Inconsistency of Using “Moral Gravity” to Specify Degrees of Morality

In intelligent usage, “moral” and “immoral” do not admit of gradations. Acts are immoral or not.

When people jokingly profess that everything, they like is illegal, fattening or immoral, they do not really mean “immoral.” They do not think that their little vices are really immoral practices. They mean that what they are referring to as immoral has been erroneously thought to be immoral.

For people who speak carefully about morality, calling an an act already labeled “immoral” seriously immoral is a confusing redundancy. It is like saying the act is seriously a serious matter. I do not want to revise this feature of moral thought because it rests upon a fundamental feature of moral thought. This fundamental feature can be called the “over riding “ or “dominating” feature of morality. If an act A is obligatory, it ought to be done regardless of the consequences of doing A. If an act A is forbidden A ought not be done regardless of the consequences of refraining from A.

People who hold a consequentialist theory of morality accept the dominance of morality. Consequentialists accept that if act A has the best overall consequences, then A is to be done regardless of the consequences of not doing alternatives to A.

To appreciate the overriding implications of the concept of immoral, imagine someone saying, “I know it is immoral but what are the other reasons for not doing it?” We can rightly suspect that person of not understanding what is implied by admitting that an act is immoral. Admitting that an act is immoral is admitting that there is a sufficient reason for not doing it. Imagine further you ask, “What else do you want to know about doing it?” He replies, “I want to know how refraining from this act promotes my happiness.” Now, our proper response is, “If promoting your happiness is a standard you use in deciding on morality, you made a conceptual mistake in not considering promotion of your happiness before admitting that the act was immoral.”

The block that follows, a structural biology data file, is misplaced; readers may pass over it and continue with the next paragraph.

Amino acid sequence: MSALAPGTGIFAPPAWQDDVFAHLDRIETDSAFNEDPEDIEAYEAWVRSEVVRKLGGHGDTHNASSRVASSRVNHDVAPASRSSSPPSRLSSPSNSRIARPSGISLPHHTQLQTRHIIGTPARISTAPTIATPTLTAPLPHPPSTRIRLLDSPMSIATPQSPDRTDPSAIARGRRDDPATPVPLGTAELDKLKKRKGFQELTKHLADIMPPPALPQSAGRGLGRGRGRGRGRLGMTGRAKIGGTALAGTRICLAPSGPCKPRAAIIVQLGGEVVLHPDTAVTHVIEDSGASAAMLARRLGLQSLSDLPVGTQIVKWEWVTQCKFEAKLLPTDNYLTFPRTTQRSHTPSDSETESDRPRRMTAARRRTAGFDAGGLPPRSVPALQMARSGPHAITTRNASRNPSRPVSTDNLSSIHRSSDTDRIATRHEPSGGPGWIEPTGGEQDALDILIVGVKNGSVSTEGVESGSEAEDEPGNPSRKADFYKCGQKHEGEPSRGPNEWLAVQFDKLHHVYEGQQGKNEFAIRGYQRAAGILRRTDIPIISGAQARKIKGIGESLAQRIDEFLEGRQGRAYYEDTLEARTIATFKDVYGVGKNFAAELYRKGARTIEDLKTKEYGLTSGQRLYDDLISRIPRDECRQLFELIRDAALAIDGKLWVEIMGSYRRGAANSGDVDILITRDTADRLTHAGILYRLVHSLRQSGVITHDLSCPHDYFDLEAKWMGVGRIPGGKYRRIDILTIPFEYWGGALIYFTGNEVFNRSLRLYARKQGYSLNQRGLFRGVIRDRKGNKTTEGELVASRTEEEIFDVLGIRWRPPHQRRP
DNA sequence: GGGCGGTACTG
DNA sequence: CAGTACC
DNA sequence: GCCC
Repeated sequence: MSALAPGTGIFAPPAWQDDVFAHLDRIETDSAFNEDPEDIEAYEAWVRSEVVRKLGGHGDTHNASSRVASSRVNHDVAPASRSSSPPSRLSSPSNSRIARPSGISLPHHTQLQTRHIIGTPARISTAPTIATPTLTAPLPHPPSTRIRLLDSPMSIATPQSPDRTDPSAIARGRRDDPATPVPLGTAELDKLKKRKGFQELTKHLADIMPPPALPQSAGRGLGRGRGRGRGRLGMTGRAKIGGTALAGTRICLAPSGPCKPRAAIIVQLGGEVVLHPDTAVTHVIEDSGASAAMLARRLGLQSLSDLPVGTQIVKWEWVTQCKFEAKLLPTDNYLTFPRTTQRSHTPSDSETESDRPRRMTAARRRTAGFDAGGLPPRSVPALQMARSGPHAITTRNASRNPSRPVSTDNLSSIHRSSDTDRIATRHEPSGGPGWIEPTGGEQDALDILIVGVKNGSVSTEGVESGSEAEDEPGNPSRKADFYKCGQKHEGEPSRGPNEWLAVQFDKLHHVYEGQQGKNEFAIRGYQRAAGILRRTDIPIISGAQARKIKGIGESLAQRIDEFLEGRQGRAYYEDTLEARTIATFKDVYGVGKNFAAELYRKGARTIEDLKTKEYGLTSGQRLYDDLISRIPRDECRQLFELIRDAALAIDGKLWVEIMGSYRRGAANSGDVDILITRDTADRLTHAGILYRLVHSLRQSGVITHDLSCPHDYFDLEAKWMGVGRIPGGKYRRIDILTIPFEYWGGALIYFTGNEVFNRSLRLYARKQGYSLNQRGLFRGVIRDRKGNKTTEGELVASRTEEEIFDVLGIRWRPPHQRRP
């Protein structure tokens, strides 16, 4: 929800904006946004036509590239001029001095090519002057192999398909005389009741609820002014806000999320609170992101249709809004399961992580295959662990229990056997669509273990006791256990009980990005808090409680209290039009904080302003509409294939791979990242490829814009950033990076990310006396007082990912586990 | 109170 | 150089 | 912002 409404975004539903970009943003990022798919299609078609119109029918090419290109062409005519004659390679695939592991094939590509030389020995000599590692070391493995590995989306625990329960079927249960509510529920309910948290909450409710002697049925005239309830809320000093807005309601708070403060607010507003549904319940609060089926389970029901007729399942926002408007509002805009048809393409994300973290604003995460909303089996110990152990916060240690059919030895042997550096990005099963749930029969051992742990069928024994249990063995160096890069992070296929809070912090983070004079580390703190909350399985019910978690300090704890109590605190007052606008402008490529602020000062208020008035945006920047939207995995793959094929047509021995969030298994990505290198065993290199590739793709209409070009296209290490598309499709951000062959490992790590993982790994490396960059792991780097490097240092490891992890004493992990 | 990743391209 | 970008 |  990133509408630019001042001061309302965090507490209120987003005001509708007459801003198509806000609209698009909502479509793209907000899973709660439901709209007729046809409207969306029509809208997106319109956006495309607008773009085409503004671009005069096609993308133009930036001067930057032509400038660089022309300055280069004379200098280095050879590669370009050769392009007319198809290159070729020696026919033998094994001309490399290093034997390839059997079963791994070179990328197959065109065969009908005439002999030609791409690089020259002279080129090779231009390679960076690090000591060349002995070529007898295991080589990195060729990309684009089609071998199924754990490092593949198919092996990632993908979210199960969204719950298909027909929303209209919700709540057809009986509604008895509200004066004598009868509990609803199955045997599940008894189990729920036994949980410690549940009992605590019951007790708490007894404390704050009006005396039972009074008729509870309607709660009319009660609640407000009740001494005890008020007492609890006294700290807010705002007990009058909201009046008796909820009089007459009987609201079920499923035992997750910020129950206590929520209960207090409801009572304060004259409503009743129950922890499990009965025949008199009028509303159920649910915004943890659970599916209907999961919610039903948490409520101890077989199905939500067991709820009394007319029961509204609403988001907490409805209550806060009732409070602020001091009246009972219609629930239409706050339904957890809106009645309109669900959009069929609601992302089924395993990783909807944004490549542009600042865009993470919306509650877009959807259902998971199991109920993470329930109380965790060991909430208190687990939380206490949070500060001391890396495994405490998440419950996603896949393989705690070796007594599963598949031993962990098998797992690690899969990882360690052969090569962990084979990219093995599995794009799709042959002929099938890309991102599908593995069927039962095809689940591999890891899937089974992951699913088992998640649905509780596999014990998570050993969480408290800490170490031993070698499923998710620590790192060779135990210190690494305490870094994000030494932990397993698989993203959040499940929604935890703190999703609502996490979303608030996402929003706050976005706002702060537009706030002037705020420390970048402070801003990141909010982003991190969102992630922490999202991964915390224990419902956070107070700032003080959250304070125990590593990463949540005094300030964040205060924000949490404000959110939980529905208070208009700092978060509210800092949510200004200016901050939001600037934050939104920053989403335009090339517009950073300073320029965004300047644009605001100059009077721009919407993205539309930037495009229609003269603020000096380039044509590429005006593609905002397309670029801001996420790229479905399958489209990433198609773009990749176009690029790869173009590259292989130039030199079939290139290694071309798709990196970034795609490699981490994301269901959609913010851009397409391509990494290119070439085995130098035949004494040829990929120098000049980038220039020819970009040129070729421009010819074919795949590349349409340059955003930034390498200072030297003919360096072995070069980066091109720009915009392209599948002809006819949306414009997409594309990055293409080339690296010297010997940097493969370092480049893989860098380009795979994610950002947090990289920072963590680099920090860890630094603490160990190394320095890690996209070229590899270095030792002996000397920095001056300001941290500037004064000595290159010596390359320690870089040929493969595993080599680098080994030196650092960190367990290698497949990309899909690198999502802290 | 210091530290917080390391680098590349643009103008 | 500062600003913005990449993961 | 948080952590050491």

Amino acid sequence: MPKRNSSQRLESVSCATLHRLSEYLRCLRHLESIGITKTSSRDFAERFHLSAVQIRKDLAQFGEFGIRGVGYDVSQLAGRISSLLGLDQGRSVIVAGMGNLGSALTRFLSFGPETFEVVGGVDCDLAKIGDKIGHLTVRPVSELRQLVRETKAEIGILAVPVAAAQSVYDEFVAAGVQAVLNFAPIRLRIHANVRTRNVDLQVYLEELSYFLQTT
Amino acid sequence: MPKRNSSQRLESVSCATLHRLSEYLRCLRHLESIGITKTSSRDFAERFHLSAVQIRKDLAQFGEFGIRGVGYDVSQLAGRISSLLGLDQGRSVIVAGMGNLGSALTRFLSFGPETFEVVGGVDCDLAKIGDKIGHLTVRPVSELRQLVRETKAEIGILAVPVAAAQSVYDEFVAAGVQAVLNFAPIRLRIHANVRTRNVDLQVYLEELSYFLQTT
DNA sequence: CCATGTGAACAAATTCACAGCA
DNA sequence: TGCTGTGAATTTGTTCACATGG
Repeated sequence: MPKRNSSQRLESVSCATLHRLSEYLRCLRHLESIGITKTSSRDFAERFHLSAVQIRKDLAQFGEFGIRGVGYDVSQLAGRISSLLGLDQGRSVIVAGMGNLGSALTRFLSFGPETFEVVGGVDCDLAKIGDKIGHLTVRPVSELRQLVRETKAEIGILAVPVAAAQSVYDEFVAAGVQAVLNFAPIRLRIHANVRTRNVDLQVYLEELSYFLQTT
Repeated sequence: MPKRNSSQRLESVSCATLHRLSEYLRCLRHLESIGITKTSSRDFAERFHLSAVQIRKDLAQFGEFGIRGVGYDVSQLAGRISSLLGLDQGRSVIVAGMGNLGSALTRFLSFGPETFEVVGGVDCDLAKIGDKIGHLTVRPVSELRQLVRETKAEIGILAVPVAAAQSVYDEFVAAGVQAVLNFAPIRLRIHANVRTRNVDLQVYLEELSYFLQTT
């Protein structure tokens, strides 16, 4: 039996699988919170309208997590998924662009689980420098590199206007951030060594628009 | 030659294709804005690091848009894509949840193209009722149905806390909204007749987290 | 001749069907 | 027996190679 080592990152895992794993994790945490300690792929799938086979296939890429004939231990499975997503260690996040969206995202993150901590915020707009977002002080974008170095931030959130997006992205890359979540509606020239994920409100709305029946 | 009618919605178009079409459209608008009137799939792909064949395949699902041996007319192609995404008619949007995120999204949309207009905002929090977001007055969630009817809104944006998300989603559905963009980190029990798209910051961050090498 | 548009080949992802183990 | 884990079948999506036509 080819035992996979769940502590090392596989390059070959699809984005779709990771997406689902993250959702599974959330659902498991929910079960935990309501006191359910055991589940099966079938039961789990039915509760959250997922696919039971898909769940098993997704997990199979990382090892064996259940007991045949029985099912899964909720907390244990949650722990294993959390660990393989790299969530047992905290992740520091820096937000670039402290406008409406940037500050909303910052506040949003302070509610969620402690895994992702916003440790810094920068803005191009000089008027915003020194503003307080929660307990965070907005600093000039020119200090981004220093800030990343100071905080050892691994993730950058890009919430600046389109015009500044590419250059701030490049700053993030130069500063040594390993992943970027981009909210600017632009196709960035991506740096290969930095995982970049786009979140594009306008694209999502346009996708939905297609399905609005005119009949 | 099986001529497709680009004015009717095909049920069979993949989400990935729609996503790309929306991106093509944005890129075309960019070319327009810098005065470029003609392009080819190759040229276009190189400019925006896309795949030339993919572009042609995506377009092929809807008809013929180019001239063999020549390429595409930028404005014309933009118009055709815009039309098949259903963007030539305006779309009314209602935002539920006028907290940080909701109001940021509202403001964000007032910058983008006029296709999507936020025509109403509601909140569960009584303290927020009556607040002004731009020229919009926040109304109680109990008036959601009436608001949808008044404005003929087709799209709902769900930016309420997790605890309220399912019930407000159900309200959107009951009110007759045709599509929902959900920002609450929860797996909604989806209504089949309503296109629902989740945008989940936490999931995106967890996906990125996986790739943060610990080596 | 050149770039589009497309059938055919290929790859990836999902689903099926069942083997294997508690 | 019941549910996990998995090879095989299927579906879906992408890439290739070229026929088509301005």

So, it is inconsistent to talk of degrees of morality. Hence, if “moral gravity” is to be used consistently, it should not be used to speak of degrees of being immoral.

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Inconsistency of Using “Moral Gravity” to Specify Degrees of Morality

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